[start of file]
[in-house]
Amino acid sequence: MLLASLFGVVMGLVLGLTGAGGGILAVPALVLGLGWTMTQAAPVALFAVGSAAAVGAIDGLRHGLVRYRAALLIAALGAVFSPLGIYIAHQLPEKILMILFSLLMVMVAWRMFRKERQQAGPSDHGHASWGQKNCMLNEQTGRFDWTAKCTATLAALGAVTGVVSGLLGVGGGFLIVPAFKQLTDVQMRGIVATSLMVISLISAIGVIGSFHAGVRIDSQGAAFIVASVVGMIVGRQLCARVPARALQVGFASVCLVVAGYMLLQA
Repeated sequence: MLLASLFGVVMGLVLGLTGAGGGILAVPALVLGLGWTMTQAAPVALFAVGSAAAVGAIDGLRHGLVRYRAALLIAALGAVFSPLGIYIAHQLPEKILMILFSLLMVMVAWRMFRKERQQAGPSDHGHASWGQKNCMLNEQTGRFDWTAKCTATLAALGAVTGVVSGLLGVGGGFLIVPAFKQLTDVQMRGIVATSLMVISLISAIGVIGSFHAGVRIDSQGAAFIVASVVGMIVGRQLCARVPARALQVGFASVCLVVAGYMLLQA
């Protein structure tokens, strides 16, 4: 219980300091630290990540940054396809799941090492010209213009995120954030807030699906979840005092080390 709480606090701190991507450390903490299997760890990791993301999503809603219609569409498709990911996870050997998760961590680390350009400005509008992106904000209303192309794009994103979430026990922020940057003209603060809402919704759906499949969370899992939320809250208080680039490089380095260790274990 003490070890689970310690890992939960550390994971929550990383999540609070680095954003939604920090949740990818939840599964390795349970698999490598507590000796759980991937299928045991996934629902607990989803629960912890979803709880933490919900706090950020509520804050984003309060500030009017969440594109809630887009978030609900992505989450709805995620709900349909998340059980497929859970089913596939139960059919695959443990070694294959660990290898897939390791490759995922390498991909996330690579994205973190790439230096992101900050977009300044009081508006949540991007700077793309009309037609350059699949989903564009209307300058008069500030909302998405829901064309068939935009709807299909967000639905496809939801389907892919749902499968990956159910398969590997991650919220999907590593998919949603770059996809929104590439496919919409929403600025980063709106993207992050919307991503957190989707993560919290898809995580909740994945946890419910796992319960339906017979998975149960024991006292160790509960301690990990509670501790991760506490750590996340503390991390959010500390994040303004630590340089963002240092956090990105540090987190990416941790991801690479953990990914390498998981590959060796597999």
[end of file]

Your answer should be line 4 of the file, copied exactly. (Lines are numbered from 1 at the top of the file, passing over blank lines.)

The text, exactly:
């Protein structure tokens, strides 16, 4: 219980300091630290990540940054396809799941090492010209213009995120954030807030699906979840005092080390 709480606090701190991507450390903490299997760890990791993301999503809603219609569409498709990911996870050997998760961590680390350009400005509008992106904000209303192309794009994103979430026990922020940057003209603060809402919704759906499949969370899992939320809250208080680039490089380095260790274990 003490070890689970310690890992939960550390994971929550990383999540609070680095954003939604920090949740990818939840599964390795349970698999490598507590000796759980991937299928045991996934629902607990989803629960912890979803709880933490919900706090950020509520804050984003309060500030009017969440594109809630887009978030609900992505989450709805995620709900349909998340059980497929859970089913596939139960059919695959443990070694294959660990290898897939390791490759995922390498991909996330690579994205973190790439230096992101900050977009300044009081508006949540991007700077793309009309037609350059699949989903564009209307300058008069500030909302998405829901064309068939935009709807299909967000639905496809939801389907892919749902499968990956159910398969590997991650919220999907590593998919949603770059996809929104590439496919919409929403600025980063709106993207992050919307991503957190989707993560919290898809995580909740994945946890419910796992319960339906017979998975149960024991006292160790509960301690990990509670501790991760506490750590996340503390991390959010500390994040303004630590340089963002240092956090990105540090987190990416941790991801690479953990990914390498998981590959060796597999």